Yes, it is. Definitely. Well, it's been part of the law forever. I mean, it's something that we've all ignored for years. So you can, especially if you're a... Governments tend to go for the big corporate. We had the issues with Domino's in the US not having accessibility because blind people couldn't get what was in the pizza, right?
Yeah. Couldn't get a pizza.
And at the very basic level, that's alternative text and making sure that your website is readable by stream readers. I've got a blind friend of mine, which she's lovely and she helps me do accessibility from a blind person's perspective. And also if you have sound and video and stuff, you've got to think about deaf people and you've got to think about people that actually use the spoken word. And what's interesting later on in the day or tomorrow, there's Ask Alexa.
Sometimes you've got people that actually speak to their computer to guide themselves around the website. So you may have to think about what kind of text, how you're dealing with tabs and all that kind of stuff. And not using the website by using a mouse so you can actually use the tab keys to get around the website. So there are lots of things inaccessibility that you can do that are really quite easy, but to be 100% accessible is almost impossible. So these agencies accept that, but-
Maybe. Let's see. Maybe Amber is going to teach us.
Maybe. Let's hope. Let's hope. But we've done some very accessible websites and hopefully, 99% of our websites are very accessible.
Beth Hannon, who's a big accessibility person, told me once, she's like, "Marketers will spend tens of thousands, hundreds of thousands of dollars trying to increase their conversion rates by fractions of a percentage, and 7% of the population has some sort of a disability." I think that's the stat. So it's like you can tap into a whole... There's absolutely a cost and profit and conversion rate argument to be made here with accessibility. So excited to see that.
And this really directs us into the next session about accessibility. If you don't want to do it because it's the right thing to do, do it because it's the profitable thing to do, or it can actually cost you a lot of money in the long run as we've seen with companies like Dominoes. And I just believe that it's going to happen more and moreover in the upcoming years, both on the privacy side as well as on the accessibility side. So then we're going to talk with Colleen from [inaudible] Graphics about how ignoring accessibility costs you and your client.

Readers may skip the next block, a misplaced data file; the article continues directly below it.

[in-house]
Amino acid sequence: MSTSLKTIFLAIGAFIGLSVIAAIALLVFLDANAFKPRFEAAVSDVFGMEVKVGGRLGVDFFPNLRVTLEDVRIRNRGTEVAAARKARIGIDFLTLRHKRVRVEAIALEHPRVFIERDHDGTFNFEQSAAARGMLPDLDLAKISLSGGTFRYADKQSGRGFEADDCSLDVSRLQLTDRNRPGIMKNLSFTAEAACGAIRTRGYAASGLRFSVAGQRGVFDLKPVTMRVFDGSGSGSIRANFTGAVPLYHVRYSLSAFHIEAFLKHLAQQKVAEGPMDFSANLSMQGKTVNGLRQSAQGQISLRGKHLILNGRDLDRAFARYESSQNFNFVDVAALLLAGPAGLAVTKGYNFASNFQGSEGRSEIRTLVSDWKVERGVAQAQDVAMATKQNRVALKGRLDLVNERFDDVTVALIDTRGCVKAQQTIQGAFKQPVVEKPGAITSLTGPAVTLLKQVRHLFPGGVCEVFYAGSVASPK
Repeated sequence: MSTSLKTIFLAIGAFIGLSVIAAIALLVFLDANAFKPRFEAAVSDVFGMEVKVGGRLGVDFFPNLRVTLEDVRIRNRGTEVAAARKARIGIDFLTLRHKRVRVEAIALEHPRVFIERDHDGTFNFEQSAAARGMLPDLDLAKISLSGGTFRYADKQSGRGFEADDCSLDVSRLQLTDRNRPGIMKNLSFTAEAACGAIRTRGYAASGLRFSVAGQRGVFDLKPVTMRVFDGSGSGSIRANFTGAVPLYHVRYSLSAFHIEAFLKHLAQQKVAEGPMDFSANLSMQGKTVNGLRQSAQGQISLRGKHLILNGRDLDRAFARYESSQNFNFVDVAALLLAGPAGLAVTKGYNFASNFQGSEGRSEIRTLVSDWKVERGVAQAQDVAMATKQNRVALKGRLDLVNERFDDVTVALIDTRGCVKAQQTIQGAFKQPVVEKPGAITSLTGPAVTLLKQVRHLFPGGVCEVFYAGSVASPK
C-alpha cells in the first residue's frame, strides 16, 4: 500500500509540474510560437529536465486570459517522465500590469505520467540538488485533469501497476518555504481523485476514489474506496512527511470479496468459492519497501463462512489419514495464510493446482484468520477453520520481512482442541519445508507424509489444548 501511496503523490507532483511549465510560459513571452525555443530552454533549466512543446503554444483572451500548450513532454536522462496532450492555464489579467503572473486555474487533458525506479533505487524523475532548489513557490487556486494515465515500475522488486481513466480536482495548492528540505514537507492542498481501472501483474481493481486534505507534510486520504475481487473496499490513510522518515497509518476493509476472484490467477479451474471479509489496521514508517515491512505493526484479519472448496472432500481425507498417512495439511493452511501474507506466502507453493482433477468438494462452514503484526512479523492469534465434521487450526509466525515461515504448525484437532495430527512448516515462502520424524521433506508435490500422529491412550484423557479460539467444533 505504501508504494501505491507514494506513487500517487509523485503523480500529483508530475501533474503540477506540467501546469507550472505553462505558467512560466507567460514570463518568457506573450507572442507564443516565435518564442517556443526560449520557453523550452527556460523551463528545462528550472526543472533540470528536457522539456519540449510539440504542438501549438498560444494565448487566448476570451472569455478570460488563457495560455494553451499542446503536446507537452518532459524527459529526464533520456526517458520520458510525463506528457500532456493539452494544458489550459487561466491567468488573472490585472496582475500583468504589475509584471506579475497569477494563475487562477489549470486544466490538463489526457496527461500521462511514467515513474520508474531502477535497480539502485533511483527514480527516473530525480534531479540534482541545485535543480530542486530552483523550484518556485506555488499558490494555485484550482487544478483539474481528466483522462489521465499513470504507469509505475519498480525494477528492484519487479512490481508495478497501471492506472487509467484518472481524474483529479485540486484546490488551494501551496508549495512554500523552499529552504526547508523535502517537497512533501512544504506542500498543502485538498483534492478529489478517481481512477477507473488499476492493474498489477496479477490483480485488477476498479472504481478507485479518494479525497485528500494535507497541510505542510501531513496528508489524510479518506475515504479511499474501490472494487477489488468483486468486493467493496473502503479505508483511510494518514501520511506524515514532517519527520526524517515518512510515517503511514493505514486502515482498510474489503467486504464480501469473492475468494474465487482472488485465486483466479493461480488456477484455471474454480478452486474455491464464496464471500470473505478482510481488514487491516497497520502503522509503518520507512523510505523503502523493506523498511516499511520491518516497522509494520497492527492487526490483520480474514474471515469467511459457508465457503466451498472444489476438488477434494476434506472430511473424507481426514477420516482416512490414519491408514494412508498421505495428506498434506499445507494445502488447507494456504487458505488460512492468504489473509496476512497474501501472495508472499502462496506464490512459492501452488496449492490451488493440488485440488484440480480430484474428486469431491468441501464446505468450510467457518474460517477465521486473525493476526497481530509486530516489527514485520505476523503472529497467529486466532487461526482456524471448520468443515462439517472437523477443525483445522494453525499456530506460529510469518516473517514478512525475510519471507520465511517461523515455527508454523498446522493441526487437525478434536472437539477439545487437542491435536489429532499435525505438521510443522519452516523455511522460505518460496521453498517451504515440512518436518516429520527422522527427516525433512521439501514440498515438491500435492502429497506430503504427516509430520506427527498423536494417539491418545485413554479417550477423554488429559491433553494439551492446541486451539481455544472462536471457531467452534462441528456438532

And you can see that this is inside the thrive category because, as you said Tom, people are spending tens of thousands of dollars, hundreds of thousands of dollars, to move the needle by 0.1% of the conversion rate when it comes to bigger websites, enterprise-level clients. And that's why we included this in the thrive because that's where this impact can really make a whole boatload of difference when working with bigger clients or with high-traffic websites.
So next up, we're going to go back to the scale category with Matthew Rodella. Matt is going to talk with us about why every agency needs a WPaaS. So if you guys are not familiar with a WPaaS model, this is Website as a Service. Everyone knows what SaaS is, Software as a Service, but WPaaS is essentially Shopify, or Wix, or what's coming up by Elemental Cloud. WordPress is the biggest WPaaS in the world, really. And you have Squarespace and massive, massive businesses that have been built based on the model of scalable deployment of templated-based websites. And that's what a WPaaS is, and we're going to see what Matt has to say about this, and why every agency needs this.